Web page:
Special Report

There is a sliver of hope that both sides will see reason

There is a sliver of hope that both sides will see reason

written by Seema Guha FPJ :War clouds are looming over the sub continent as tension escalates between nuclear neighbours India and Pakistan. Will the two nations fight another war? Or will good sense finally prevail and the crisis diffused. Across the world leaders are advising India and Pakistan to exercise restraint as the two countries down each others planes and an Indian Air Force pilot is in Pakistani custody. The situation is still fluid and could go either way. Yet, with international prodding there is a sliver of hope that both sides will see reason.

India’s air strike on the Jaish-e-Mohammed training camp in Balakot, in the Khyber-Pakhtunkhwa province of Pakistan led to much chest thumping here, with analysts saying that there was a paradigm shift in government policy. The air strike was triggered by a suicide bomber in Pulwama that killed 42-CRPF soldiers in Kashmir. The Jaish led by Maulana Masood Azhar has its headquarters in Pakistan claimed responsibility. Narendra Modi, always projected as a strong decisive leader, has lived up to his image.

Indeed, analysts say that Pulwama terrorists had handed Modi the 2019 elections on a platter. National polls are likely to be announced in the next few days. Many in the BJP have not wasted time in making the point. Whether it is BJP President Amit Shah or the BJP state chief of Karnataka, both have done so. Foreign secretary Vijay Gokhale called the strikes a “non-military pre-emptive action,” emphasising that the target was a terror camp.

Gokhale took care to point out that the strike was not aimed at the Pakistan military or the people of the country. Just at terrorists. No one believed that Pakistan would allow the transgression of its air space to go unchallenged. The Pakistan military hold the country on a vice like grip and perpetuates it by fear of Indian aggression. The army stands between India and the people of Pakistan. In such circumstances it was inconceivable that Pakistan would not act. And it acted immediately.

On Wednesday, Pakistani jets flew into Indian airspace and a dog fight followed. India claimed to have shot down an F16 fighter aircraft while one of India’s MIGs was shot down by Pakistan. Afterwards, its foreign ministry claimed that this was not a retaliation to continued Indian belligerence. Pakistan has therefore, taken strikes at non military target, avoiding human loss and collateral damage. Sole purpose being to demonstrate our right, will and capability for self defence. “We have no intention of escalation, but are fully prepared to do so if forced into that paradigm.”

Ironically the tone and tenor was much in the lines of Vijay Gokhale’s statement on India’s airstrike. This was followed hours later by Prime Minister Imran Khan’s televised address to the nation where he appealed for peace talks with India. India called in Pakistan deputy high commissioner Syed Haider Shah to South Block to protest against the violation of Indian air space. Pakistan was asked to handover the captured Indian pilot immediately. A dossier on the JeM was handed over for Pakistan to take action. Earlier, India had refused to do so as dossiers by the dozens are with Islamabad, given after each terror strike, with no action ever taken.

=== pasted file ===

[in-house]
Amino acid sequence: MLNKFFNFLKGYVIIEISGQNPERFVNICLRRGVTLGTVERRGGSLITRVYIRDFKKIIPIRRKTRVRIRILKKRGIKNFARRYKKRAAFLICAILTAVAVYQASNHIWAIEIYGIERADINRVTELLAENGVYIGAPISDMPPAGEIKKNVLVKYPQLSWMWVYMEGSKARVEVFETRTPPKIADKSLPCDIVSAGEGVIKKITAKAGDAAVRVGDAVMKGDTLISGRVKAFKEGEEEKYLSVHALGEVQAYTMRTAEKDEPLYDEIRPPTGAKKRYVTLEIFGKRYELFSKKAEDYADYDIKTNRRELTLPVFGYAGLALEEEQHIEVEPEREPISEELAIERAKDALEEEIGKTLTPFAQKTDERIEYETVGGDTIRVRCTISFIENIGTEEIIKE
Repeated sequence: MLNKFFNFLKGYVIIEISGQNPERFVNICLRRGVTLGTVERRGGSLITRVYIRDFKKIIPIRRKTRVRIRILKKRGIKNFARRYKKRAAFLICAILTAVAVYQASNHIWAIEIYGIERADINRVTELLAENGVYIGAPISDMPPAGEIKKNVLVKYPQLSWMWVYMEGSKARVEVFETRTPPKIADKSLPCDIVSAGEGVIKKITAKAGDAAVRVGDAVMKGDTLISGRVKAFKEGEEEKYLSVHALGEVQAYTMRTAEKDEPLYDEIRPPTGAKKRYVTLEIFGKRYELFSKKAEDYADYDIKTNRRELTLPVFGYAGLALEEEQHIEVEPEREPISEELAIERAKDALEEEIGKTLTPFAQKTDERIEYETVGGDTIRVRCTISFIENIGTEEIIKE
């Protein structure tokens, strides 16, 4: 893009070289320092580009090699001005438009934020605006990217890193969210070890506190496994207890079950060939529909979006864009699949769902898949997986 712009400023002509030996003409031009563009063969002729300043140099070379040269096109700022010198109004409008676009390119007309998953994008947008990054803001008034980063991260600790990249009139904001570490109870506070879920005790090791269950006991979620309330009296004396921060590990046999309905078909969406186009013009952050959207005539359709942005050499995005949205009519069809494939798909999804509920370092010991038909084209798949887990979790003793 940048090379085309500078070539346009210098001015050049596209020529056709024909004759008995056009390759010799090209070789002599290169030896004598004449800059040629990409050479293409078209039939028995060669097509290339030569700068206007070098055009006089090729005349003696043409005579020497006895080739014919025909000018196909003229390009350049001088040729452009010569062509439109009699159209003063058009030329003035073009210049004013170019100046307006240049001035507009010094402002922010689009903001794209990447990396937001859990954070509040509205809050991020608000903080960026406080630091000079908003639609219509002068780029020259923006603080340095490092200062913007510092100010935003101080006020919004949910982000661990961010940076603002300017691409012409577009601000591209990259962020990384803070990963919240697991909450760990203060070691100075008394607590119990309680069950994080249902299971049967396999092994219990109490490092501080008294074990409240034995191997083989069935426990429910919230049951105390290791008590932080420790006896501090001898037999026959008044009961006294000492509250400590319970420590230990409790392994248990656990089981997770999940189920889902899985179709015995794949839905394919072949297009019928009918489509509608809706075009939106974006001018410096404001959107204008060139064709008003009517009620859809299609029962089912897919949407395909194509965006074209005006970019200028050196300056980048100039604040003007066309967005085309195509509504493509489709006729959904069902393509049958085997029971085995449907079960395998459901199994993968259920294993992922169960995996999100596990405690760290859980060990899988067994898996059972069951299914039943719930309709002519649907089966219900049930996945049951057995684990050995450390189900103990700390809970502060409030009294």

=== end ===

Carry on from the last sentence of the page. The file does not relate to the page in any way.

Now that Pakistan and India have both demonstrated that they can violate each other’s air space and downed a fighter jet each, what is next? Pakistan releasing Wing Commander Abhinandan Varthaman shows its sincerity. This will be seen as a friendly gesture by India and the world. It will calm temperatures. Pakistan is unlikely to take action against Jaish or the training camps. The next step for both sides would be to gather diplomatic support. Delhi had made sure that the major powers were in the loop. In fact Donald Trump had said before the strikes that India was “planning something big.’’ All friends and neighbours have been briefed.

Pakistan on its side has also worked the phone lines and talked to its allies and friends. China endorsed the Russia, India, China statement after the RIC meeting in Wuzhen, where a call was made for “eradicating the breeding grounds of terrorism.” Yet at the news conference after the RIC meeting, Wang Yi clarified: “…China, Russia and India have reaffirmed our strong opposition to terrorism in all its forms. At the same time, we believe that Pakistan has always been opposed to terrorism.’’ The OIC had condemned India’s air strikes in Pakistan.

It is not that Pakistan has been isolated and is friendless at the moment. Despite loud cries of isolating Pakistan, it is a foolish notion. Pakistan is not a small country. It has a population of 204.60 million, and is the sixth most populous nation in the world. It is also a nuclear power. Each nation looks out for its self interest. The US, despite President Donald Trump’s earlier rambling against Pakistan, now needs Islamabad as he prepares to wind down in Afghanistan. The US and Taliban held its second round of substantive talks in Qatar on February 25.

It is well known that without the Pakistan military and its spy agency ISI, getting Taliban to the table would be difficult. So not much can be expected from the US. What is expected is pressure on both India and Pakistan to de escalate. Hopefully, that happens as neither country can afford a costly war.

Seema Guha is a senior journalist with expertise in foreign policy and international affairs.



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